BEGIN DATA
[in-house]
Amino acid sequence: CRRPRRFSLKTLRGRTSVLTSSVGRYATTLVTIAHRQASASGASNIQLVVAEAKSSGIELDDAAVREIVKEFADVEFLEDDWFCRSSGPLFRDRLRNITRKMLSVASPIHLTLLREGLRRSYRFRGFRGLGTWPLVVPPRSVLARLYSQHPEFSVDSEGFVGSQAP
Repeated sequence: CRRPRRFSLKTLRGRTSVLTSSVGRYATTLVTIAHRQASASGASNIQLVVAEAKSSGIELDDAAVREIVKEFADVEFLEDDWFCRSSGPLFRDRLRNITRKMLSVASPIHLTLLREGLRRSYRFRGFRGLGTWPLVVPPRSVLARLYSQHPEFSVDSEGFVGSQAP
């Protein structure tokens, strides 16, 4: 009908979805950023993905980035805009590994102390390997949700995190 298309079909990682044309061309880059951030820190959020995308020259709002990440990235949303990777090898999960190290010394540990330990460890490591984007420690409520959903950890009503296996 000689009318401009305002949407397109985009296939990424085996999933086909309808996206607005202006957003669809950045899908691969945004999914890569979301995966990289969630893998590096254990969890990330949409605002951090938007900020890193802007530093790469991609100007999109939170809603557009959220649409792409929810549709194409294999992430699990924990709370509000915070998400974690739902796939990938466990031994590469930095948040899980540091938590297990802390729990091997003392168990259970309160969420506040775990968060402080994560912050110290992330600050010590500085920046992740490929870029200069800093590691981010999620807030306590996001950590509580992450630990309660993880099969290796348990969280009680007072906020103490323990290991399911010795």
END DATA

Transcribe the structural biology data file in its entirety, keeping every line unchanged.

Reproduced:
[in-house]
Amino acid sequence: CRRPRRFSLKTLRGRTSVLTSSVGRYATTLVTIAHRQASASGASNIQLVVAEAKSSGIELDDAAVREIVKEFADVEFLEDDWFCRSSGPLFRDRLRNITRKMLSVASPIHLTLLREGLRRSYRFRGFRGLGTWPLVVPPRSVLARLYSQHPEFSVDSEGFVGSQAP
Repeated sequence: CRRPRRFSLKTLRGRTSVLTSSVGRYATTLVTIAHRQASASGASNIQLVVAEAKSSGIELDDAAVREIVKEFADVEFLEDDWFCRSSGPLFRDRLRNITRKMLSVASPIHLTLLREGLRRSYRFRGFRGLGTWPLVVPPRSVLARLYSQHPEFSVDSEGFVGSQAP
């Protein structure tokens, strides 16, 4: 009908979805950023993905980035805009590994102390390997949700995190 298309079909990682044309061309880059951030820190959020995308020259709002990440990235949303990777090898999960190290010394540990330990460890490591984007420690409520959903950890009503296996 000689009318401009305002949407397109985009296939990424085996999933086909309808996206607005202006957003669809950045899908691969945004999914890569979301995966990289969630893998590096254990969890990330949409605002951090938007900020890193802007530093790469991609100007999109939170809603557009959220649409792409929810549709194409294999992430699990924990709370509000915070998400974690739902796939990938466990031994590469930095948040899980540091938590297990802390729990091997003392168990259970309160969420506040775990968060402080994560912050110290992330600050010590500085920046992740490929870029200069800093590691981010999620807030306590996001950590509580992450630990309660993880099969290796348990969280009680007072906020103490323990290991399911010795």